I find it ironic that the main sponsors of a formal apology coming 150 years too late are Democrats, although the bill has passed the Senate with bi-partisan support. The Democrats are the ones who opposed abolition in the South and wanted to leave the topic alone in the North. The Republican Party began in the 1850's as an abolitionist party. The Democrats were the ones who supported Jim Crow laws. They are now the same party that tries to keep people in economic and social slavery, yet currently attract the very people to whom they are attempting to apologize.

Bringing up the issue of slavery today merely picks at a scab to reopen a sore wound. Sure, we should teach history, but teach it accurately. The good, the bad, and the ugly should all be taught as history for all to learn thereby. However, to dredge up the same topic to no real benefit is not a productive use of our time, our legislature, resources, or money.

I don't know about you, but I don't think that there are any people alive today that were under the bondage of slavery in this nation. Nor are there any people alive who perpetrated this gross injustice. Other than a "warm fuzzy to sooth the conscience", what does the apology do? Essentially, just waste time and money. The best apology is to encourage with social and economic freedom and to treat all with dignity, respect, and love.

Speaking of respect, in reading the Senate bill and most newspaper articles, slaves and their descendants are referred to as "blacks". It is not that this is a disrespectful term, but I noticed that not once did the bill's author or the media have sufficient respect to capitalize the word, since it refers to an entire race of people. I come from a French family, not a french family. Similarly, there should be enough respect for those to whom the bill's author believes an apology is due to at least capitalize the term "Blacks". Perhaps that is just my opinion, but I sure feel that it is accurate. For a free hour long monologue on this topic, contact me.

Thursday, April 05, 2007

Column for April 5, 2007

When is enough, enough?

One battle cry during the American Revolutionary period was "No taxation without representation". Sometimes, I wonder if it is any better in America today than it was with no representation. All I have to do is to read the newspaper, the internet, or listen to news casts to just plain get annoyed. I sometimes feel almost numb to the constant assault upon the American taxpayer. I realize that the key is to be vigilant rather than to tune things out, but it sure isn't easy.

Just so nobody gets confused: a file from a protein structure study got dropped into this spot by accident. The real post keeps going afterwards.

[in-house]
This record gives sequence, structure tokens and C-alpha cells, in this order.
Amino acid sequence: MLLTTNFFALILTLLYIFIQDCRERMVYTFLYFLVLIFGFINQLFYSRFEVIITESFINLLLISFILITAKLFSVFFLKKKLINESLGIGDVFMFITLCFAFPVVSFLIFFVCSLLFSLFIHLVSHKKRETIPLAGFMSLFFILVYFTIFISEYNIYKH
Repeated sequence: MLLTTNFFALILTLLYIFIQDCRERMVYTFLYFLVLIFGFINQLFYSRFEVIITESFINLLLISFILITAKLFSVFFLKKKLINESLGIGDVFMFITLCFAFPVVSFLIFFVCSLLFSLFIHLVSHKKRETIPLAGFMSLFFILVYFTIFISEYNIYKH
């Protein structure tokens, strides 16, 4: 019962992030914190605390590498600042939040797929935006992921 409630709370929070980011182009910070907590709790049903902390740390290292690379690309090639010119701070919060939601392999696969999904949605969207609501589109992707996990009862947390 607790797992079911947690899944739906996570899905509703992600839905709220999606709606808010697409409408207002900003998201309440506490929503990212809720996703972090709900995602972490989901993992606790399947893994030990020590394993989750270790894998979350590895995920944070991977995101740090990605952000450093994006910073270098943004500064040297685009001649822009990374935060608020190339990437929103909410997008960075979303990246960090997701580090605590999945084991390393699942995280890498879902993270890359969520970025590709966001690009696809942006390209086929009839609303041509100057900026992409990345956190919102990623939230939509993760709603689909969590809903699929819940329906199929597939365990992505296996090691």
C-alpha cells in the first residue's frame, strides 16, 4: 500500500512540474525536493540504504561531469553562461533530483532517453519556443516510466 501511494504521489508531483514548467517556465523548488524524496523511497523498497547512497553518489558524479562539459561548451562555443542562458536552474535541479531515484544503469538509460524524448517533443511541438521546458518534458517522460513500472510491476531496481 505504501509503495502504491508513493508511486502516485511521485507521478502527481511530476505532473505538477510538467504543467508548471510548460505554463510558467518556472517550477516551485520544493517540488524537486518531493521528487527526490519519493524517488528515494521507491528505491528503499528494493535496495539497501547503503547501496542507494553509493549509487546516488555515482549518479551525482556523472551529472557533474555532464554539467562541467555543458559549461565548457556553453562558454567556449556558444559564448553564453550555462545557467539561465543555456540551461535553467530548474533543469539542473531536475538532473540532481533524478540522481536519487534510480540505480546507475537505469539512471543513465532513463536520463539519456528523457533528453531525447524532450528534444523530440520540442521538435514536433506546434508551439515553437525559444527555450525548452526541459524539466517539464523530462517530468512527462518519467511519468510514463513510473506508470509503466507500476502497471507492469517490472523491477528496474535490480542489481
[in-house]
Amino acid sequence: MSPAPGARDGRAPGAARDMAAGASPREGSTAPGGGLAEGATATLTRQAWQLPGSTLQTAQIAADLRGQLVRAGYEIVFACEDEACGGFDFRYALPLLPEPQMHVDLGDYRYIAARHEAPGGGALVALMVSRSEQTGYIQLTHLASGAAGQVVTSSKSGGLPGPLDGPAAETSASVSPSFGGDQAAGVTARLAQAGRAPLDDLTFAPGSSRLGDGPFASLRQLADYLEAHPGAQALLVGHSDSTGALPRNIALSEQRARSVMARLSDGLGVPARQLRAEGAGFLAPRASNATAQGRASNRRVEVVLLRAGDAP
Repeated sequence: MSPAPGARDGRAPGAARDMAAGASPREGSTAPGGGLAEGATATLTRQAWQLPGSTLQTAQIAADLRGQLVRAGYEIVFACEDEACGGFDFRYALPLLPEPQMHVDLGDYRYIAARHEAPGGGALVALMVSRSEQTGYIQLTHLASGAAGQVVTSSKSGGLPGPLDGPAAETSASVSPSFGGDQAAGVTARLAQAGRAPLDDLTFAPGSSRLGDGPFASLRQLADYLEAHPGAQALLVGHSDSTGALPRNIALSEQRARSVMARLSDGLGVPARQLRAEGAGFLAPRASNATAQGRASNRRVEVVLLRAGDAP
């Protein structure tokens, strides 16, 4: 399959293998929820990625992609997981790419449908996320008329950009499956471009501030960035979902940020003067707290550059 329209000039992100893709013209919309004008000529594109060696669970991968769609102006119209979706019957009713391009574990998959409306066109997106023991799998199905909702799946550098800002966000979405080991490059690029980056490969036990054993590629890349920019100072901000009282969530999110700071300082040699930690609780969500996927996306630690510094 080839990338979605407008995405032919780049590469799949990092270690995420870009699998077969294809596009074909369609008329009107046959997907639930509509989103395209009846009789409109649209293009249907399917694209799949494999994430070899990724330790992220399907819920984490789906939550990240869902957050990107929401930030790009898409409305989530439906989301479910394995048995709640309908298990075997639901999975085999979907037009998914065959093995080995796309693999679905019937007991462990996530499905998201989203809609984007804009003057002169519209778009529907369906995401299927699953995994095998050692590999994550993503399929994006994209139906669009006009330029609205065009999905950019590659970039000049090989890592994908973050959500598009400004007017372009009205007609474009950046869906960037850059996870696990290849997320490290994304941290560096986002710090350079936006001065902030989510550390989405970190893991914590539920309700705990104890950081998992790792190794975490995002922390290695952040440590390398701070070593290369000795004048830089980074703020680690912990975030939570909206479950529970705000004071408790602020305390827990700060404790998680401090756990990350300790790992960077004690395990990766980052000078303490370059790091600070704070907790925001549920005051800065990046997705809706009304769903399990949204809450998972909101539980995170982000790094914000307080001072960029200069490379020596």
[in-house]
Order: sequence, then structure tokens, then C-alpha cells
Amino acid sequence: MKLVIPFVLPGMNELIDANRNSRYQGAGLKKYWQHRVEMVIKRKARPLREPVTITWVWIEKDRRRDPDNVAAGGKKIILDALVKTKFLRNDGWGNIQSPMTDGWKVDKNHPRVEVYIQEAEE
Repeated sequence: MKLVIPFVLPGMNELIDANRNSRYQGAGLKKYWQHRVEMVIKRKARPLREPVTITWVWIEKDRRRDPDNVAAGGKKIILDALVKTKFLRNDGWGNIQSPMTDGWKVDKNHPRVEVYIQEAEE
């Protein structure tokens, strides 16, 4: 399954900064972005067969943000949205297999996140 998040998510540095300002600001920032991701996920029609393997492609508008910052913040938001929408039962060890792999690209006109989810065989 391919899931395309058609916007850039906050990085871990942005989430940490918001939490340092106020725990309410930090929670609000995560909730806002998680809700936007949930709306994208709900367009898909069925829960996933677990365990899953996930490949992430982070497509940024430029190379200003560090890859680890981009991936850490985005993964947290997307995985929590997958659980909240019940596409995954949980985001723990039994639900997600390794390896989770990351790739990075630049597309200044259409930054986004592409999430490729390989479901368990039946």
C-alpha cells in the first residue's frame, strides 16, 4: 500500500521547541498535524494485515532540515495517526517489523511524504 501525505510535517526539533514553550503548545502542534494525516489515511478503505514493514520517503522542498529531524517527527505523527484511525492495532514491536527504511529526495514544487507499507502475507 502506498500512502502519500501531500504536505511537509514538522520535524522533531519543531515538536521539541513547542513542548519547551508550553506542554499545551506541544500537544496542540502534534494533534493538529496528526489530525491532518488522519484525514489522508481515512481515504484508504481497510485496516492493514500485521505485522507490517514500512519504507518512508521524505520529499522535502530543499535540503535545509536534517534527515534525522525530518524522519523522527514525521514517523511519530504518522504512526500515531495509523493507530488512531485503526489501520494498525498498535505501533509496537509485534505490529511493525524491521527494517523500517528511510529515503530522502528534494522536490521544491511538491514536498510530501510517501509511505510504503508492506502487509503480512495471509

Just recently, we have seen proposals to annex property that is actually a form of taxation with promised future representation. There are bills before the U.S. Congress that fail to renew tax cuts that were only temporary. Here in North Carolina, there are proposals to continue in the tax raising mode. Our state representatives are also in the mode of increasing governmental control over the serfs of this state. For instance, did you know that there is a proposal to make you pay for and install two license plates on your automobile? There are all sorts of reasons for making this happen, none are sufficient to convince me of the need or justify the imposition and cost to the people who pay the bills in this state.

Does any thinking individual actually think that we are not taxed sufficiently in this state or nation to perform all facets of the purpose of government? Even at the county or town level? If we can find areas in which to actually cut spending at the town level, we can certainly find areas of waste, fraud, abuse, and unnecessary expenditure at each larger level of government. However, that is not sufficient for the insatiable appetite of government control.

One bill in particular, State Senate bill S1201, will put a 1% sales tax (though some call it a real estate transfer tax to soften the blow of its actual function) on people who sell their real estate. The idea is that the home seller will be responsible for coughing up 1% of the sales price of their property and handing it over to some bureaucrat. Of course, we all know that the government knows how to better spend your hard earned money than you do.

If that bill becomes law, you can kiss a good amount of home equity that you worked your tail off to build and call it your contribution...nay, your duty to serve your already bloated government. But this insidious bill does not stop there. Not only will this bill hurt you when you sell your home by taking away some of the money you would be putting towards your new home, it will do the same to hit you hard on your next car purchase.

The same bill would raise the sales tax on automobiles, more than doubling it. Yup, I can think of no better way than to make use of more of my money by giving it to some bloated bureaucracy. I mean, it is better used in the hands of a tremendously inefficient governmental operation than in paying down the debt of a new car loan, right?

Could the mindset that brought us this bill get any worse? Yes it could. The bill goes on to remove the deduction of the cost of the old car you want to trade in for your new car from the cost of your taxation. That means that not only are you going to pay double the tax on a new car, if this bill is passed, you are going to pay the tax on the entire retail of that same automobile, even though you are not paying the full price and are giving up your existing property in the deal.

The money grubbing attitude of government is enough to make one weary. How much more can we take of this? The paradigm that brought us the idea of constant taxing and spending is prolific in most all levels of government, but is certainly proportionate to the amount of taxpayers from which the money is forcibly extracted. The real sad thing about S1201 is that the tax hikes are to help replenish the highway trust fund, which was pillaged by the same state government, and that fund was never repaid, even when there was a huge surplus in revenue last year.

I used to be optimistic that we could stop or at least lessen the financial rape of the taxpayer, but I become less so as time goes by.